Yet, after all, even supposing that if private patronage is a bad thing, the zeal of a clergyman does for popular elections are usually a worse. a while tend indirectly to increase But the Dissenting plan at least sethe number of Dissenters ; is it not cures, generally speaking, what the better that a man should be a pious flock to be ministered to consider a Dissenter than an ignorant, worldly, true basis of piety, and a fair measure Churchman? If out of twenty per- of ministerial competency. But in sons, awakened from a state of spiri- our Church, thousands of boys are tual lethargy by means of a pious and educated for the priest's office for a active clergyman, nineteen were to morsel of bread. All our grammarbecome Dissenters; the Church would schools, scholarships, fellowships; the have more reason to rejoice in the sale, purchase, and pecuniary value one that remains, than in the whole of presentations and advowsons; the twenty in their former state of dark- permission of pluralities; the bait of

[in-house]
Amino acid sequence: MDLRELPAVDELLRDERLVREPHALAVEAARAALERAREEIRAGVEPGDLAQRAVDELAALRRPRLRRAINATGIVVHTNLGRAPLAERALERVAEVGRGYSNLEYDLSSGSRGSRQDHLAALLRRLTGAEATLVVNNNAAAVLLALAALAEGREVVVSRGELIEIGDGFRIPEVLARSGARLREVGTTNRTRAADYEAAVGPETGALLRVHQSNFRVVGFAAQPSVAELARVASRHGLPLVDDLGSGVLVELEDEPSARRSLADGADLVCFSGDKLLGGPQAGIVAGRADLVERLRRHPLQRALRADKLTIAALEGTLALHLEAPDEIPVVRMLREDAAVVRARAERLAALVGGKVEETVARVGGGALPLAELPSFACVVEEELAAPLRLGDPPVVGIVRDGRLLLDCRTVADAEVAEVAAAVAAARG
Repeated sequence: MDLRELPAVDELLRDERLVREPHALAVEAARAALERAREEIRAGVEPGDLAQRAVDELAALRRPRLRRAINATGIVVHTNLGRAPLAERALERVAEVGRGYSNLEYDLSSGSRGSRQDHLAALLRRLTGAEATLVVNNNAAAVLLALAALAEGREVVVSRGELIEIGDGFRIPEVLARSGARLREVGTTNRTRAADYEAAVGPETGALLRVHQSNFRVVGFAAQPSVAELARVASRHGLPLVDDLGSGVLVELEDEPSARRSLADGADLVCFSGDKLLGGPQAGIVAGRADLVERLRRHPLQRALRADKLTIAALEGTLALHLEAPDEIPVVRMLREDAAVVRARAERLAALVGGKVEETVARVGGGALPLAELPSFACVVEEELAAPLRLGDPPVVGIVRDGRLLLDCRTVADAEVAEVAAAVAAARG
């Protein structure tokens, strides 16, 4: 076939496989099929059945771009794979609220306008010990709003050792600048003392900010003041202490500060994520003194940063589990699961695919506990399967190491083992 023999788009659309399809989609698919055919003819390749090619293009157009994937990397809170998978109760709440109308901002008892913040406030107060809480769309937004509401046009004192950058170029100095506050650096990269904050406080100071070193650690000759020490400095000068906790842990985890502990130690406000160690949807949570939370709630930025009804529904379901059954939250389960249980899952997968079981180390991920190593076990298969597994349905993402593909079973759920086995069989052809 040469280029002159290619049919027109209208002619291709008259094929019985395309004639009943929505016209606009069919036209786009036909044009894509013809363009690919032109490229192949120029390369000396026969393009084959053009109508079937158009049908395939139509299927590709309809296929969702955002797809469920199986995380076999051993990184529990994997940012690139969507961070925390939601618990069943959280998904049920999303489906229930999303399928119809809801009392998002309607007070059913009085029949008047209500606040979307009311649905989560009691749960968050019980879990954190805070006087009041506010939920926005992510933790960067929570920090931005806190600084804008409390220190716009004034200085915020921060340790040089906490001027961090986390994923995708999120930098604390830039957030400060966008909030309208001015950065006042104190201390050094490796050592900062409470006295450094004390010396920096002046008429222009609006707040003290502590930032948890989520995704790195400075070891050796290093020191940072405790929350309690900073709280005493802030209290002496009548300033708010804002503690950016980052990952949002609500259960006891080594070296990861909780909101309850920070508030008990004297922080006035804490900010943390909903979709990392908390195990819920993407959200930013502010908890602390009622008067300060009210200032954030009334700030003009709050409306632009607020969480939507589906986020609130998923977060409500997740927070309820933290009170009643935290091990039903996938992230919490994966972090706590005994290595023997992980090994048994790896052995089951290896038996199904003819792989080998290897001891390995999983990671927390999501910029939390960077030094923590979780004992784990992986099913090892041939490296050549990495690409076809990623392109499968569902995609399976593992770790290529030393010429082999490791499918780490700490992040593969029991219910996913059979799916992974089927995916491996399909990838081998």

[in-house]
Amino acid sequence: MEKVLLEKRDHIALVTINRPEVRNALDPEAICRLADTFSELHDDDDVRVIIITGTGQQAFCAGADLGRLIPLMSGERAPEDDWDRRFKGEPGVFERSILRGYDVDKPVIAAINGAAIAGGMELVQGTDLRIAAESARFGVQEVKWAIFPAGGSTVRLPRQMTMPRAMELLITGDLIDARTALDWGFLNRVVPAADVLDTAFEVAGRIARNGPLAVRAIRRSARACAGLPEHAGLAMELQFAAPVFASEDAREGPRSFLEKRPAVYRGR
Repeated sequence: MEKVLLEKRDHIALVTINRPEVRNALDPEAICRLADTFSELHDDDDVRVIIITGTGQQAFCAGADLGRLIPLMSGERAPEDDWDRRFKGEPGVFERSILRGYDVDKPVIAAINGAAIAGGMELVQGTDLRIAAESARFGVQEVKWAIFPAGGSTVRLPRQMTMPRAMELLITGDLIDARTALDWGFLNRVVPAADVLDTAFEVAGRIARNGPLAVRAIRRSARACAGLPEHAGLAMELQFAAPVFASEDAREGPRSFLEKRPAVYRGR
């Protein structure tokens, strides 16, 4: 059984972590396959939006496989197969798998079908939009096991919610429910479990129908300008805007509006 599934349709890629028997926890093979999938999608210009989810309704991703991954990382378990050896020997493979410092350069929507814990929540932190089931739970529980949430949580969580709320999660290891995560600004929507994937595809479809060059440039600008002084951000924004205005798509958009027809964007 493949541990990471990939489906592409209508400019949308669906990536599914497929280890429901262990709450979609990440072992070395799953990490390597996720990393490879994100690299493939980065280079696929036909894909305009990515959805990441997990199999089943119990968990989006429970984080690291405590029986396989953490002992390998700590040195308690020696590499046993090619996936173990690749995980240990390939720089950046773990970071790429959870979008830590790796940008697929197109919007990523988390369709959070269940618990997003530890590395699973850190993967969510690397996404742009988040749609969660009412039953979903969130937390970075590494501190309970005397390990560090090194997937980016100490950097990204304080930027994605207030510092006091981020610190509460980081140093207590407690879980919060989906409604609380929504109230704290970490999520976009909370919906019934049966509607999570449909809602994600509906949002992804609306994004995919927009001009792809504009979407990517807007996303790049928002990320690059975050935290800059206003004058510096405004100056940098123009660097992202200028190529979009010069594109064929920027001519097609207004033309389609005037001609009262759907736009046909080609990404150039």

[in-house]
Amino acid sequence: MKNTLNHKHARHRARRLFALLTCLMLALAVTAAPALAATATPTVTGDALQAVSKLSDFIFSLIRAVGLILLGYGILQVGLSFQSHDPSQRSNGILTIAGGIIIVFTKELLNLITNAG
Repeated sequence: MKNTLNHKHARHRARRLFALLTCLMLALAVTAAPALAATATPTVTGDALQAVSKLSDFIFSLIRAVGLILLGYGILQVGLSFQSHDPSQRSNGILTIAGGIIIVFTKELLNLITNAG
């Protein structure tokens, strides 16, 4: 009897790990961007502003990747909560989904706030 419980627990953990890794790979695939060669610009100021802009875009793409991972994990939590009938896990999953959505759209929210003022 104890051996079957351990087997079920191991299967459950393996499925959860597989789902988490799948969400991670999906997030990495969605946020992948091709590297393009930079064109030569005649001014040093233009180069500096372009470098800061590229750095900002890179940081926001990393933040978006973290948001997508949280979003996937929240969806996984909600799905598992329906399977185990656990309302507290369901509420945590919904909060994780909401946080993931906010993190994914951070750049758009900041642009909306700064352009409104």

too large livings and splendid dig. for throwing overboard all the partial nities ;-all tend to force into the splendid baits that attract ambition Church a majority-1 say advisedly and avarice ; for making the Church a majority-of clergymen not su- a really spiritual and supremely benepremely attached to the office. They ficial institution ; and for giving to may be persons highly respectable in the public, without fear or favour or character and attainments, and act affection, without preference to this up to the average standard of clerical or that school or party or college, performance; but they are not men the most pious and zealous ministers who, at years of discretion, if all they can procure,—sound divines, other things had been equal—if there attached friends of the Church, and had been no bonus upon the Church; men anxious for the immortal interif they had not been trained for it; ests of the people. The difficulties and if they could have attained as in accomplishing such an object would respectable and influential a station be formidable ; but they would be in society, and rather superior ease nothing, compared with those which or emolument, without assuming the were arrayed against the Catholic sacred office—would have been im- Question, or the new Reform Bill. pelled to it by the whole current of Those who have lived upon the cortheir affections; have taken to it as ruptions of the Church; those who West did to painting, or Professor look to the perpetuation of them, for Lee to languages. There are not a the emolument of themselves, and few men in the land who would do their families, and children's children so, but the door is not open to them; —from the higher class of claimants, and many of them in consequence who would think it a gross injustice become Dissenting ministers. Now, if they could not always command a while the majority is constituted as mitre and a few splendid pluralities above alluded to, the inevitable con- and sinecures for their connexions sequence will be, that the spiritually- and dependants, to the lowest grasper minded minority will incidentally for corporation preferment, and the generate dissent; and this in the sordid trader in advowsons-would exact proportion in which they create stand aghast at such a second rewants which their brethren do not formation : and oh what predictions addict themselves to supply—in fact, would there be of ruin to church do not understand, and never made and state ! what complaints of robany part of their studies.